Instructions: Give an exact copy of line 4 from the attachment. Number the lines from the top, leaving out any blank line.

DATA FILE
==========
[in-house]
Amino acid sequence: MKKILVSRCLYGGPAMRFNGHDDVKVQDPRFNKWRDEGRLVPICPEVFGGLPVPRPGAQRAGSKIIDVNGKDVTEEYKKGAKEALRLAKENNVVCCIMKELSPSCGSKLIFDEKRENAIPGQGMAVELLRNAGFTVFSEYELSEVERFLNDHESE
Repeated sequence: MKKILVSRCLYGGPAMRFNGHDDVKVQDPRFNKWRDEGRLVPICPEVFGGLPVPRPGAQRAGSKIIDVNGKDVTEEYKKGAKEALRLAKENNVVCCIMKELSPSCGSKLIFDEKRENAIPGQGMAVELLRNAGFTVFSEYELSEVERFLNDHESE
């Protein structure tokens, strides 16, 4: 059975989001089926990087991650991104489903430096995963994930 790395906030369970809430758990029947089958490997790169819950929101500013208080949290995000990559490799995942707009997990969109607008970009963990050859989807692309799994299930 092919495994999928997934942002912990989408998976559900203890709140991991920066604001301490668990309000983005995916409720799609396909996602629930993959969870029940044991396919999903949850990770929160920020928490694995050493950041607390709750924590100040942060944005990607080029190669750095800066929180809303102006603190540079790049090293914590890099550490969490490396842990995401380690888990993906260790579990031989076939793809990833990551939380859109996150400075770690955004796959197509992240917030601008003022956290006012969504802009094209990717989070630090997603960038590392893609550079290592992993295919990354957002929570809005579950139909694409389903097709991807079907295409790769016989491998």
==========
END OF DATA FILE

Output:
């Protein structure tokens, strides 16, 4: 059975989001089926990087991650991104489903430096995963994930 790395906030369970809430758990029947089958490997790169819950929101500013208080949290995000990559490799995942707009997990969109607008970009963990050859989807692309799994299930 092919495994999928997934942002912990989408998976559900203890709140991991920066604001301490668990309000983005995916409720799609396909996602629930993959969870029940044991396919999903949850990770929160920020928490694995050493950041607390709750924590100040942060944005990607080029190669750095800066929180809303102006603190540079790049090293914590890099550490969490490396842990995401380690888990993906260790579990031989076939793809990833990551939380859109996150400075770690955004796959197509992240917030601008003022956290006012969504802009094209990717989070630090997603960038590392893609550079290592992993295919990354957002929570809005579950139909694409389903097709991807079907295409790769016989491998």